Are you one of those people who simultaneously watch TV, check the latest Twitter trends or Instagram feeds, or chat on WhatsApp? If yes, you are media multitasking which may sound impressive, but it does come at a cost.
“Because media multitasking can promote a scattered approach to task-performance and undermine our ability to concentrate and get things done, we need to find ways to self-regulate our use of different digital media technologies,” says Dr Douglas Parry, a lecturer in the Department of Information Science and member of the Cognition and Technology Research Group at Stellenbosch University (SU). Parry developed a self-regulating media multitasking-based intervention as part of his recent doctorate in Socio-Informatics at SU and assessed its feasibility for students who were identified as frequent media multitaskers.
He says his study holds important implications not only for individuals seeking to regulate their own use of different media devices and reduce their media multitasking, but also for the management of interferences associated with media multitasking, especially among students who may revert to it when they perceive a lecture as boring or irrelevant.
“Success in the workplace, at university, and in different social spheres rests on our ability to filter out irrelevant distractions, resist desires to mind-wander and fight the pull of alluring social media to remain on-task.”
To assess the feasibility of his intervention, Parry used pre- and post-assessments during which the participants performed a series of standard performance-based (game-like situations on a computer to isolate specific cognitive processes) and self-report evaluations (questionnaires) of working memory (temporary storing and managing of information), inhibitory control (ability to control one’s behaviour, thoughts and attention to override external attractions or internal desires and do what is more appropriate), cognitive flexibility (the ability to shift between different tasks or thoughts), and attention control (the ability to concentrate). They also utilised a smartphone usage tracking application to help them regulate their own use of media (e.g. cellphones, laptops, social networking services, instant messaging tools, etc) in relation to a specified target (a maximum of 90 minutes per day). Participants also shared reports generated by the application which indicated their total hourly device usage and number of pick-ups per day. Following the intervention, some of the participants were interviewed about their experiences.
Parry says the findings of his study indicated changes in the behaviour of participants which led to more instances in which they were inhibiting media distractions and concentrating on academic tasks. These changes enabled the participants to spend more time on performing a single task and to focus not only on being successful in their academic work but also in their personal and social lives.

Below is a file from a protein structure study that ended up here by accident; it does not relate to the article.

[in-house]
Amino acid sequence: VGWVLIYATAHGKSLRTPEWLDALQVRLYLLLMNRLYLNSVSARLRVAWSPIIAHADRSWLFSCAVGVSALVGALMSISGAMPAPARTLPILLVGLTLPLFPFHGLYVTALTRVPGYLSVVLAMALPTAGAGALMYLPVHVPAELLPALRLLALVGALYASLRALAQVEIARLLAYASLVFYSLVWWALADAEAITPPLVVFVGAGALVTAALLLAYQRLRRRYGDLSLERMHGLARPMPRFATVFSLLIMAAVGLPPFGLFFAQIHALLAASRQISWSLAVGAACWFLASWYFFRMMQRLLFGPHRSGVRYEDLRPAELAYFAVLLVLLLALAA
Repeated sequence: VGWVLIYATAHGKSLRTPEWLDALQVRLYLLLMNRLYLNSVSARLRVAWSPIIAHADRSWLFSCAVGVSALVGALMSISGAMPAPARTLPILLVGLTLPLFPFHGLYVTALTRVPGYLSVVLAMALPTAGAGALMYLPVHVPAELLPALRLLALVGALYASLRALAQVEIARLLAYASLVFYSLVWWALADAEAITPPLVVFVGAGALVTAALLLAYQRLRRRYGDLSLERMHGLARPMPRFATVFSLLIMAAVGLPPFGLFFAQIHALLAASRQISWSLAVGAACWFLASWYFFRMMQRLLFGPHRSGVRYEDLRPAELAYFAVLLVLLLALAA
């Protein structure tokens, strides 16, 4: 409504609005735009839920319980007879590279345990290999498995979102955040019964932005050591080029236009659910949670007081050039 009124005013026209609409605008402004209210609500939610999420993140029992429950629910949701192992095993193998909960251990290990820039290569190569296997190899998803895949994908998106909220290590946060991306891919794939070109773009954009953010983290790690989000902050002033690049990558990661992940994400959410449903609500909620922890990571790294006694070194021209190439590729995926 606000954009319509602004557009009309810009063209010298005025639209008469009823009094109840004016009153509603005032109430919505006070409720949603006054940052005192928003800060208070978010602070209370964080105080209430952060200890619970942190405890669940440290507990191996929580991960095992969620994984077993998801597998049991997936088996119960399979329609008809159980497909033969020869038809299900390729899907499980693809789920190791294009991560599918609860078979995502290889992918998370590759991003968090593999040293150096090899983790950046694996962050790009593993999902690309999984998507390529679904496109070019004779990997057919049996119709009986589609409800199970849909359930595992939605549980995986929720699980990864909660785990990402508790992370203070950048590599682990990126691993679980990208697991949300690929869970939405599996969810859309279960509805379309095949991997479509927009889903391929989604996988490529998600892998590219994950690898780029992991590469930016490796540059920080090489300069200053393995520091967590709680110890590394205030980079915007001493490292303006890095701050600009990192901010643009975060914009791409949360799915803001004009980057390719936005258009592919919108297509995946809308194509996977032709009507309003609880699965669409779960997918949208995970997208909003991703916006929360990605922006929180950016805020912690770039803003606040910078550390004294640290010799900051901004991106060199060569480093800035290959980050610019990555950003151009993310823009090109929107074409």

“The intervention enabled behavioural changes which brought about more instances of single-tasking through self-regulation strategies such as setting aside specific periods of time for using a phone, replying to incoming messages in batches, and putting the phone out of sight and reach when in lectures or working.
“Self-regulation of media multitasking brought about a greater awareness of media use patterns, which enabled participants to use their devices more intentionally, and not act so reflexively. Regulating media use and reducing media multitasking can lead to more time spent focusing on work, and living in the moment rather than thinking about what’s happening online.”
Parry says the participants were positive about the intervention and were quite surprised and shocked by how much they were actually using and interrupting themselves with their devices.
“This awareness drove the self-regulation and aided them in developing strategies to take control of their behaviour. This also helped them to work towards achieving their academic goals, structure their time, focus in class and procrastinate less.”
Parry says a self-regulation based intervention, supported by a mobile usage-tracking application, can be easily implemented by students.
He adds that without a strategy and self-motivated behavioural changes students will in all likelihood struggle to regulate their media multitasking in these situations and, frequently, performance suffers.
Parry says we need to develop a better understanding of our own behaviour, our personal goals, and work to align our media use with these goals because only then will we be able to put in place procedures (e.g. time blocks, do-not-disturb modes, etc) to help us regulate our own behaviour.
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Dr Douglas Parry
Cognition and Technology Research Group (CTRG)
Department of Information Science
Email: [email protected]
Manager: Corporate Communication
Tel: 021 808 4921
Email: [email protected]